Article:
At the time of the event that Luke describes in Luke 15:1-2, Jesus was in the last months of his earthly ministry (Ref. 8 below). Many people whom the Pharisees shunned as sinners recognized their need for Jesus and came to him. These were people through home and family associations or through their occupations or immoral living were looked upon with disfavor by the Pharisees and scribes. Often they were indifferent or had little to do with their more religious and orthodox countrymen. "The religious people, Pharisees in heart, despised them and looked on them as hopelessly lost" (Ref. 9).
No one spoke to these people like Jesus. To these people who were "outside of the synagogues" of their time Jesus brought hope. Jesus spoke to them with tenderness. Sinners came to Jesus as their Great Physician to find healing for their spiritual, emotional, and physical ailments. Jesus did not overlook their sin, but called these people to repentance (Luke 5:29-32, Mark 1:14-15).
Jesus Receives Sinners - Then and Now. Luke 15:2 tells us, "And the Pharisees and the scribes grumbled, saying, 'This man receives sinners and eats with them.'" The Pharisees, the religious establishment of Jesus' day, were indignant that Jesus associated with people outside the synagogue community who did not keep the rules the Pharisees believed necessary for merit with God. In contrast, Jesus deliberately showed people the true nature of God. He reached out in kindness to people outside the religious establishment. He treated them with tenderness, and he called them to repentance and faith in God who loves them. Jesus does the same today.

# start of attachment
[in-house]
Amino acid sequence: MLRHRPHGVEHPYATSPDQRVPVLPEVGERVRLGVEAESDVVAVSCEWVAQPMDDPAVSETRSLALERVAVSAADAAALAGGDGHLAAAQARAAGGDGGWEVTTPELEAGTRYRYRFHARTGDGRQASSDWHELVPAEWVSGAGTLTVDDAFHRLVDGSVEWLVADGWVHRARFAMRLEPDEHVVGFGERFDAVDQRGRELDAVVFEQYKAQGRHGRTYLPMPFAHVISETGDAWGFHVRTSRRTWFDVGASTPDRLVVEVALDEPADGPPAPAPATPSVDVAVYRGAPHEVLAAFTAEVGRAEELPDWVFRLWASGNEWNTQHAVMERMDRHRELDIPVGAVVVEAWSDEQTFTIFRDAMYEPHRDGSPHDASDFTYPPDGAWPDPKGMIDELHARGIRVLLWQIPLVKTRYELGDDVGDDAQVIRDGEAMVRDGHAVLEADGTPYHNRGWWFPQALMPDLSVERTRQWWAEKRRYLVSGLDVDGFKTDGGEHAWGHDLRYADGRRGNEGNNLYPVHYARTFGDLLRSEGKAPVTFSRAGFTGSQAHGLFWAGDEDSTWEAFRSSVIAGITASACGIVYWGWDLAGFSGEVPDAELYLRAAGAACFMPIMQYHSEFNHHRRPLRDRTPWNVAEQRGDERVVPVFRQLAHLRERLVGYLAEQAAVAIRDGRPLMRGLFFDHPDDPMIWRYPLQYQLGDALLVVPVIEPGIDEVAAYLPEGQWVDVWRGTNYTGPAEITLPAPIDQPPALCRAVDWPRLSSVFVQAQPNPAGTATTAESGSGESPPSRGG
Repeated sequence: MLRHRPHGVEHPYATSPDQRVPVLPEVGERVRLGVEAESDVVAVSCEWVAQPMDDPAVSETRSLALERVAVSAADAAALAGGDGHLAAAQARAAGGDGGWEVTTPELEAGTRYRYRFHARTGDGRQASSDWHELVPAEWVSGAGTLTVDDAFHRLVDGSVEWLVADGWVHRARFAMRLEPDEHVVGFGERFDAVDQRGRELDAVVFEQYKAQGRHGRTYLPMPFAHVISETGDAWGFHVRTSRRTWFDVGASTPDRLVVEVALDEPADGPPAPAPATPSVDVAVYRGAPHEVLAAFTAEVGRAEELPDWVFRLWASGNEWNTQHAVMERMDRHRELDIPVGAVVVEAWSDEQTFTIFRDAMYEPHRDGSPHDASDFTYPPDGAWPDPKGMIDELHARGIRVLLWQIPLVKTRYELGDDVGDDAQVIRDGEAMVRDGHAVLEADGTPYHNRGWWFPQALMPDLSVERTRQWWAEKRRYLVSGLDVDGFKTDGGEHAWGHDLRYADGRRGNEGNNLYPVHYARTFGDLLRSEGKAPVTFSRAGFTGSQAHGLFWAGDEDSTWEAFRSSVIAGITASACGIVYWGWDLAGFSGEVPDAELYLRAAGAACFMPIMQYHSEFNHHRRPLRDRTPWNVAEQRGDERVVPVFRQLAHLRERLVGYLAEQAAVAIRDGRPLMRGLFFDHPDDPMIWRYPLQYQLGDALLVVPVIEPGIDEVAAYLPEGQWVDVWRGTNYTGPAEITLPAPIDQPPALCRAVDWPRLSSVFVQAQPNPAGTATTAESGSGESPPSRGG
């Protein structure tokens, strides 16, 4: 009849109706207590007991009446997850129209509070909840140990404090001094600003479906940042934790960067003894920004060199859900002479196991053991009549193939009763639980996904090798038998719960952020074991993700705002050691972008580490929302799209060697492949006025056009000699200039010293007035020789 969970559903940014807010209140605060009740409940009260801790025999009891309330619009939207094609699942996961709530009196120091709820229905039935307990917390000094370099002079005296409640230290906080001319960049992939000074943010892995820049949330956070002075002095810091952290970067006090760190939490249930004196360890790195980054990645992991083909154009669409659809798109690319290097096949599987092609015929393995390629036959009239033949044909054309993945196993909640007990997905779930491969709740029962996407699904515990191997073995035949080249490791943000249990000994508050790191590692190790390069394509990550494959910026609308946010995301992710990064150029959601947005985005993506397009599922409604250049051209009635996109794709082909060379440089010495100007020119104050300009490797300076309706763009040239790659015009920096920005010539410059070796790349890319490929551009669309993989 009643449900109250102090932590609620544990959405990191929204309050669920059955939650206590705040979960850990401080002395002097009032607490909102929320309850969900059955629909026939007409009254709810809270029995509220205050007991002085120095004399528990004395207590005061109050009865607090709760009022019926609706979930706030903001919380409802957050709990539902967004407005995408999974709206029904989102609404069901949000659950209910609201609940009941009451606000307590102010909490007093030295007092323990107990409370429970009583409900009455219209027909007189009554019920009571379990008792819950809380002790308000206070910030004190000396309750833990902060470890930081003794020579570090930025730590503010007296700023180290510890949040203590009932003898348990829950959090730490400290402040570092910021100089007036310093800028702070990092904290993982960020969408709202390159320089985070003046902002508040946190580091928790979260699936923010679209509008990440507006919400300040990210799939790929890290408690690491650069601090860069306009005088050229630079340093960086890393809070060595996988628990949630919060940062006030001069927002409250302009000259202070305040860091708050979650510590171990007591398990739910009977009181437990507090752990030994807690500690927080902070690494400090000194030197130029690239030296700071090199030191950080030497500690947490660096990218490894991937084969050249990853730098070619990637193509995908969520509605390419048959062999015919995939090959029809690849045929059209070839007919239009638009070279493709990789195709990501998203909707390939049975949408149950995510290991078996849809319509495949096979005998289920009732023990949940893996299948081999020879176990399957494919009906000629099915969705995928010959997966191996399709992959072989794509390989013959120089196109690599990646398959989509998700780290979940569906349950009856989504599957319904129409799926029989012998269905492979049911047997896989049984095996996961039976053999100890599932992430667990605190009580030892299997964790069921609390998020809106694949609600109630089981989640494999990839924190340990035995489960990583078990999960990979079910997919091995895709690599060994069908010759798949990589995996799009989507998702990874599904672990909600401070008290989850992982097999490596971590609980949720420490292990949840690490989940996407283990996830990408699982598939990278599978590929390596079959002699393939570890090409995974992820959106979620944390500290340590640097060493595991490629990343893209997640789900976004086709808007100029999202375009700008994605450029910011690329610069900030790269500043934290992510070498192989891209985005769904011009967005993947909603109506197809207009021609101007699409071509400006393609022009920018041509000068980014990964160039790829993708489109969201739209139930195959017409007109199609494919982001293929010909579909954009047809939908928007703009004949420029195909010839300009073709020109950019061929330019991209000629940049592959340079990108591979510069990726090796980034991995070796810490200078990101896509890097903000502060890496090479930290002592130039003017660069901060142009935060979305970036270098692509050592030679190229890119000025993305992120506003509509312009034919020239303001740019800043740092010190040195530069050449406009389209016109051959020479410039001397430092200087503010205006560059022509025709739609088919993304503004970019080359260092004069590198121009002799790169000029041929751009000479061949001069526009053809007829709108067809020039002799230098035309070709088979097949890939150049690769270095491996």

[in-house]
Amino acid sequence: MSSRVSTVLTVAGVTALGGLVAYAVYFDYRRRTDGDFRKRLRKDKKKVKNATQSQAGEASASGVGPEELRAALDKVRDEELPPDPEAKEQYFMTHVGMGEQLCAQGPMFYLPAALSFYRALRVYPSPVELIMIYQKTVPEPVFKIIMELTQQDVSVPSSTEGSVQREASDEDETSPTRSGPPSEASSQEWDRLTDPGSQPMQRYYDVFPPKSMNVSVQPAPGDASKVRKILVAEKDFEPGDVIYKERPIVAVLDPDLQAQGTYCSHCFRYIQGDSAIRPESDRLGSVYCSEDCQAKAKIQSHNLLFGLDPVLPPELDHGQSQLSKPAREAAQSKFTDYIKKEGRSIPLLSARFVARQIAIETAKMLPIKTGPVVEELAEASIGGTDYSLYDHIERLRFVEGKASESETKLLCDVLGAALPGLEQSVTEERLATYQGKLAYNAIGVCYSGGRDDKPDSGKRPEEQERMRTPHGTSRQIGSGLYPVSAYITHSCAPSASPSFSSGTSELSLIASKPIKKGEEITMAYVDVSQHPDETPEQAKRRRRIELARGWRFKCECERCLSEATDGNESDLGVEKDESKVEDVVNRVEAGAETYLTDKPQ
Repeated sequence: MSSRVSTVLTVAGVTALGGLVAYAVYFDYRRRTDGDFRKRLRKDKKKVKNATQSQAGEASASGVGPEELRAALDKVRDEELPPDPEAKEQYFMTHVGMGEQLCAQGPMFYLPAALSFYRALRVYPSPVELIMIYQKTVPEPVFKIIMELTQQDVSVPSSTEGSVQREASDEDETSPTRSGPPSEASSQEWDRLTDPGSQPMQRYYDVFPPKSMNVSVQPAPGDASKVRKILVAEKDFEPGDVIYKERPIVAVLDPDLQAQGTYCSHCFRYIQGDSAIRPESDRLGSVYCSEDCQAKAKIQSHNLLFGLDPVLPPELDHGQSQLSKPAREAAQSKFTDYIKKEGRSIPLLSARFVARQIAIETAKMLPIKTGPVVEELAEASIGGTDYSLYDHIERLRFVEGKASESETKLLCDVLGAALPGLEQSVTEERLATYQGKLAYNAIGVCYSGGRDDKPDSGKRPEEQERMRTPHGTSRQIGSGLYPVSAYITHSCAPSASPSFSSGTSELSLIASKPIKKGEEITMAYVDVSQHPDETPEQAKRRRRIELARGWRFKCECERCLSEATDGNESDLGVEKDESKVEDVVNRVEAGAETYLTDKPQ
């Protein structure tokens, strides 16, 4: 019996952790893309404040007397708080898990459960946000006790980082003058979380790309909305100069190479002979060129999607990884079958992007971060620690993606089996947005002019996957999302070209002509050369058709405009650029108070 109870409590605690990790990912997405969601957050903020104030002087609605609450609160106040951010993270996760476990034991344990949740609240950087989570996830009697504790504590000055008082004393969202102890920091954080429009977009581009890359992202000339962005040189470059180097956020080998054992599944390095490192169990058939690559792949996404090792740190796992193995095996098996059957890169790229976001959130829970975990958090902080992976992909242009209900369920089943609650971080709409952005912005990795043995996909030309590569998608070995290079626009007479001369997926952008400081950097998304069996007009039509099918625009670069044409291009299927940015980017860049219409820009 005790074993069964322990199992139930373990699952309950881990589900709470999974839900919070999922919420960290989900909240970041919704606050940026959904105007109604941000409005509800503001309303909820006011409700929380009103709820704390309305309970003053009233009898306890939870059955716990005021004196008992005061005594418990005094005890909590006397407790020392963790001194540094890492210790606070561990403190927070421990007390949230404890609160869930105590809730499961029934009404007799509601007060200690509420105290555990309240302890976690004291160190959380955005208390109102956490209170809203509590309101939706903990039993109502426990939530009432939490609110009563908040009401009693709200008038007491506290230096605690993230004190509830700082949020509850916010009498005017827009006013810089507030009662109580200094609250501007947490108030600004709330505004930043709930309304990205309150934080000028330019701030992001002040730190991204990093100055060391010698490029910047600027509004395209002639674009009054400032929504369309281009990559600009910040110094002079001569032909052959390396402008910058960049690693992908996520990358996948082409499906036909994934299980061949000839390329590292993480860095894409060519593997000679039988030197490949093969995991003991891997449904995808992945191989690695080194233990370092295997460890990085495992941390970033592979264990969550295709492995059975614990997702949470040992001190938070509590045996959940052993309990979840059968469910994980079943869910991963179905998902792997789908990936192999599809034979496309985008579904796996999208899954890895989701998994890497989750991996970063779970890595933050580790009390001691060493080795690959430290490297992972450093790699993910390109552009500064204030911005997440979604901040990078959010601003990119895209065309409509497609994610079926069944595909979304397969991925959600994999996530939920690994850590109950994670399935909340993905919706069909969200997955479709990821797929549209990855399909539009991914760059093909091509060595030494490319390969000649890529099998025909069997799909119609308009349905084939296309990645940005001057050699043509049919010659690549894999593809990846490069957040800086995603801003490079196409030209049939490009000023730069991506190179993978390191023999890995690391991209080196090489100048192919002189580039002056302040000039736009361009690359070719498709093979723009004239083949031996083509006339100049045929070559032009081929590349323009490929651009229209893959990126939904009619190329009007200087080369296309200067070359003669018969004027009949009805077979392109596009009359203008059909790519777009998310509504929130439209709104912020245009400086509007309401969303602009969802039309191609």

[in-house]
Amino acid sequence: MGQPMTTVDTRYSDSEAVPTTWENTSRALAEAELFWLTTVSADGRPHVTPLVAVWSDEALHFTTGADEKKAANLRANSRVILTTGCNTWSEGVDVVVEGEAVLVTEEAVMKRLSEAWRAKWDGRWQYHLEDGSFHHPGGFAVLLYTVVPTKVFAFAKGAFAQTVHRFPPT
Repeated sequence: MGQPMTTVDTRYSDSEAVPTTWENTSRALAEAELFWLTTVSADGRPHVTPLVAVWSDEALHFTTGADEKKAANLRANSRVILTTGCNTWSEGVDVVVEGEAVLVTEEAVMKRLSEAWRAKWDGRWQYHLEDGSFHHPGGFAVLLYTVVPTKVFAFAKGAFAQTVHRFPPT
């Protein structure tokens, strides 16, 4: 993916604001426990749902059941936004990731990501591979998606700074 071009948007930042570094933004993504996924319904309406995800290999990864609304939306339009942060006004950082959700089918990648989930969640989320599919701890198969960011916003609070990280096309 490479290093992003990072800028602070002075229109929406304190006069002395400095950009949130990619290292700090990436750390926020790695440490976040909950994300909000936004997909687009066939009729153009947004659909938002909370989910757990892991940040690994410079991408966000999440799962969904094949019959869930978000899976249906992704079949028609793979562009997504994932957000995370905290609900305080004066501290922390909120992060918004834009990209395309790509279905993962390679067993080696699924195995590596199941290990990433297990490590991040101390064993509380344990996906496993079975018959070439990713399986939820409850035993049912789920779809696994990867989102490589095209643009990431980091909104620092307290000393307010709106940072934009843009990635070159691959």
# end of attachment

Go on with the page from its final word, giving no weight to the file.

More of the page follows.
The Pharisees accused Jesus of receiving sinners. That was (and is) a true accusation. Jesus does receive sinners - then and now. The Greek work for receive means actively look for, expectantly wait, and warmly receive (Ref. 10). Jesus is like the excellent example of the father in the parable of the Prodigal Son (Luke 15:11-32). The father expectantly waited for his son to return to him. When the prodigal son returned, the son repented of his sin, and the father received him with great joy.
Jesus expectantly waits to receive you.
Apply. Come to Jesus. He will warmly receive you. Come to Jesus. He will heal you of your spiritual, emotional, and physical sickness. Jesus will forgive your sin and will cleanse you from all unrighteousness (1 John 1:9).
(refer to "Story Planner")
2. A Theological Word Book of the Bible, Alan Richardson, Editor, MacMillan Publishing Company, 1978
8. Key to the Tree of Jesus' Life and Harmony of the Gospels, The Thompson Chain-Reference Bible, Fourth Improved Edition, B. B. Kirkbridge Bible Company, Inc., 1964